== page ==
• redesigned website and enhanced diplomate dashboard
  • diplomate-specific communications
  • designated certification specialists
  • streamlined application/case list functions, including:
    • a 75-case limit for all recertification pathways
    • one application/one case list/one peer review
  • expanded and simplified uploading for Continuing Medical Education/Self-Assessment Examination options, including credits automatically being transferred to ABOS if claimed on the AAOS learning portfolio
  • ABOS’ Web-based Longitudinal Assessment (ABOS WLA)
David A. Halsey, MD, AAOS president (left), flanked by Thomas E. Arend Jr, Esq., CAE, AAOS chief executive officer, and Kristy L. Weber, MD, AAOS first vice-president, addresses attendees during a symposium at the 2018 National Orthopaedic Leadership Conference in Washington, D.C.

The ABOS WLA will be available in 2019 and provide another pathway for orthopaedic surgeons to satisfy Part II of ABOS’ MOC program.

On another important front, Academy members also have a growing need for advocacy, Dr. Weber said. Topics like opioids, biologics, use of the Medicare Access and CHIP Reauthorization Act, and the revision of evaluation and management code have been frequent conversation topics for AAOS members and its leadership. “This is going to involve all of us,” Dr. Weber said, noting there remains a lot to do in the field of biologics and appropriate usage.

A place for education

Education is available everywhere, but the Academy is working on better ways to provide and distribute it. “We want to be the primary place to house musculoskeletal education,” Dr. Bosco said.

He noted that AAOS is creating a vast portfolio of online learning, which will include online courses, surgical techniques modules, tests, and exams. He added that personalized, curated, and downloadable education is integral to educational growth and that the Academy is “really putting a lot of time and effort into it.”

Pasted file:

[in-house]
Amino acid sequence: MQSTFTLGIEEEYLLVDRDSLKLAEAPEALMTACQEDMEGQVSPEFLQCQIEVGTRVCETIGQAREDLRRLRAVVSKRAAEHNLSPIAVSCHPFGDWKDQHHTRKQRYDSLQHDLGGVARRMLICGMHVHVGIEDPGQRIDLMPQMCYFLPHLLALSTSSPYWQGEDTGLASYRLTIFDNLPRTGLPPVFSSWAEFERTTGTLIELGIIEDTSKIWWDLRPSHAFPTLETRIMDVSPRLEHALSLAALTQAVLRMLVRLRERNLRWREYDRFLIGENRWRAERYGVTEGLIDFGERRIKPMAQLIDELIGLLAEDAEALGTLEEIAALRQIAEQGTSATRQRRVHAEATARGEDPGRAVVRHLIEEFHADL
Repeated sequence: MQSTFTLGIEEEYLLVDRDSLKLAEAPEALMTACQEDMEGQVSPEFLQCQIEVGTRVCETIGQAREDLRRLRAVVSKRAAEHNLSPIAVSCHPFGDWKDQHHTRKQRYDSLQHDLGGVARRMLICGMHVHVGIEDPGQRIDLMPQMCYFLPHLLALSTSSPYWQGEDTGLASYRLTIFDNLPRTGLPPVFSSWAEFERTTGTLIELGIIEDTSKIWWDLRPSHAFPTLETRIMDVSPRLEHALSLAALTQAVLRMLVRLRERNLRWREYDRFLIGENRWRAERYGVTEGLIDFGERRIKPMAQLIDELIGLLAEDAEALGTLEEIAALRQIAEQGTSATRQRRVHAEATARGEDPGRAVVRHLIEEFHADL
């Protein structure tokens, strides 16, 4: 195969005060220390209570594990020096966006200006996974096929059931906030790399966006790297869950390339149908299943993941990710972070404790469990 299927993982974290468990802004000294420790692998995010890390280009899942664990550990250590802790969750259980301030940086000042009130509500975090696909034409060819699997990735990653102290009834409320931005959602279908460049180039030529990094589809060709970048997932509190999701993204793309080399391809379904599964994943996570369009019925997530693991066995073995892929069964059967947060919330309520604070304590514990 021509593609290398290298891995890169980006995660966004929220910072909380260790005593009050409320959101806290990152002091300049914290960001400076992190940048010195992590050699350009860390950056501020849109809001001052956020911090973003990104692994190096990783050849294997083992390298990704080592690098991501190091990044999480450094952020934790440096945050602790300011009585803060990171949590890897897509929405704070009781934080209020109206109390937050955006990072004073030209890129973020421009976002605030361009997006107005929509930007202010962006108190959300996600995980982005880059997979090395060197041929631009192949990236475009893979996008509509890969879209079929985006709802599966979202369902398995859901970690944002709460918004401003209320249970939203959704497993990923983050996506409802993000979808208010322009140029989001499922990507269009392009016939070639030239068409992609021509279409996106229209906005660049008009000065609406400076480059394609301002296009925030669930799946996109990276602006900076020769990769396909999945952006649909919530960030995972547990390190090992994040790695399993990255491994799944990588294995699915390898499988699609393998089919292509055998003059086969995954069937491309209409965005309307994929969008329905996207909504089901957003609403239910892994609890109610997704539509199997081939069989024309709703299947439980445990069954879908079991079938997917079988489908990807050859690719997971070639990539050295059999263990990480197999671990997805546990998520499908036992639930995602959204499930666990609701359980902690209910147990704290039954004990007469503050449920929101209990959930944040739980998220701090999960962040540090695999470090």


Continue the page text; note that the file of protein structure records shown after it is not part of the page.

Dr. Bosco mentioned that the education does not have to be created by AAOS. As the Academy works with other organizations, member value can become stronger with consistent, optimal, educational content.

“Bottom line: There is a lot of educational content out there—we need to repurpose it,” Dr. Bosco said.

A fiscally responsible approach

A successfully developed strategic plan addresses fiscal responsibility and accountability in the front end and bakes it into operational processes. As the Academy strengthens its value proposition, it will do so in ways that either directly or indirectly improve the organization’s financial stability.

During the treasurer’s report, Dr. Henley recapped the Academy’s financial performance in 2017. Operating revenue was $59.68 million, and operating expense was $59.61 million. Operating gain was $78,000, which was $1.4 million better than budget. In addition, the Academy also successfully managed its investments, including its long-term portfolio and restricted funds (Table 1).

“The AAOS Board of Directors takes its fiduciary responsibility seriously in managing the organization’s finances so that they are used to benefit our members,” Dr. Henley said.

Ultimately, the combination of a thoughtful, forward-thinking strategic plan, an enhanced value proposition, and a fiscally responsible approach has positioned the Academy to be successful for many years to come.

“The board is taking a deliberate approach to re-engineering how it does business in order make sure our members receive the most value for their membership and volunteer engagement—‘form follows function,’” Dr. Halsey said.

Tanya Kenevich is a writer for AAOS Now and special projects editor at American Medical Communications.